The timeline reflected in Cohen's testimony is significant because if Trump continued to pursue his Moscow tower project until at least June of 2016 instead of January of that year, as Cohen originally - and falsely - told lawmakers, it means he did so after it was clear he had won enough delegates to secure the Republican nomination for the presidency.
The documents accompanied Cohen's return to Capitol Hill on Wednesday for his fourth interview in recent days with congressional panels. The closed-door session follows another private interview with the Senate Intelligence Committee and a public hearing with the House Committee on Oversight and Reform. Together, these sessions have opened several avenues of inquiry for the six House panels looking into allegations of wrongdoing in Trump's campaign and presidency. Those investigations are picking up steam as lawmakers brace for an expected report from special counsel Robert Mueller III, who has spent nearly two years investigating Russia's interference in the 2016 election and whether anyone associated with Trump's campaign conspired with those efforts.
But Cohen's revelations have also fueled a bitter political divide in Congress, between Democrats intrigued by his testimony and Republicans who are suspicious of Cohen's intentions - and adamant that if he lied to Congress once, his testimony cannot be trusted now.
In a matter of months, Cohen has gone from being one of Trump's staunchest protectors to the most vocal accuser to emerge from the president's inner circle. On Wednesday, upon completion of his interview with the House Intelligence Committee, Cohen said he would continue to cooperate as needed.
In a statement, Cohen's attorney, Lanny Davis, said his client "responded to all questions truthfully." Cohen, Davis added, "also offered to answer additional questions from Republican members. He remains committed to telling the truth and cooperating with authorities."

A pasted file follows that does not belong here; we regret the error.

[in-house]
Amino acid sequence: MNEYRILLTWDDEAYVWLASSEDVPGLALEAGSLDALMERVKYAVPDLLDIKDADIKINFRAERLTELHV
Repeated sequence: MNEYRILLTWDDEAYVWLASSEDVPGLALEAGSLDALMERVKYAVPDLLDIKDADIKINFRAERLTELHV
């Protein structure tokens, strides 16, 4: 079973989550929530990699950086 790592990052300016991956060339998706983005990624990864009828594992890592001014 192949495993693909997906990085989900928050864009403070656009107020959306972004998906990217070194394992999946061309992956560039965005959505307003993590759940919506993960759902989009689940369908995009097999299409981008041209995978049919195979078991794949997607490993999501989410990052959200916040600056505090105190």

The committee's chairman, Rep. Adam Schiff, D-Calif., told reporters that Cohen had been "fully cooperative" with the investigative process.
But in recent days, Republican leaders have questioned not only Cohen's integrity but also Schiff's.
This week, House Minority Leader Kevin McCarthy, R-Calif., suggested on Fox News that Schiff had coached Cohen through his testimony, asking whether he had tried to "tamper" or "direct" Cohen to answer certain questions in a certain way and urging Schiff to recuse himself from the investigation.
On Wednesday, intelligence panel member Rep. Michael Turner, R-Ohio, sent a letter to Cohen, asking him to disclose the number and nature of his contacts with Schiff, and saying that those contacts raised questions about "witness tampering, obstruction of justice, or collusion."
Schiff has called McCarthy's suggestions "frivolous."
In response to Turner's letter, a spokesman for Schiff also characterized the committee staff's pre-interview contacts with Cohen as "proffer sessions," deeming them "completely appropriate."
A congressional aide also noted that Turner had not attended the intelligence panel's first closed-door session with Cohen.
The Washington Post's Tom Hamburger, Philip Rucker and Matt Zapotosky contributed to this report.
This article was written by Karoun Demirjian, a reporter for The Washington Post.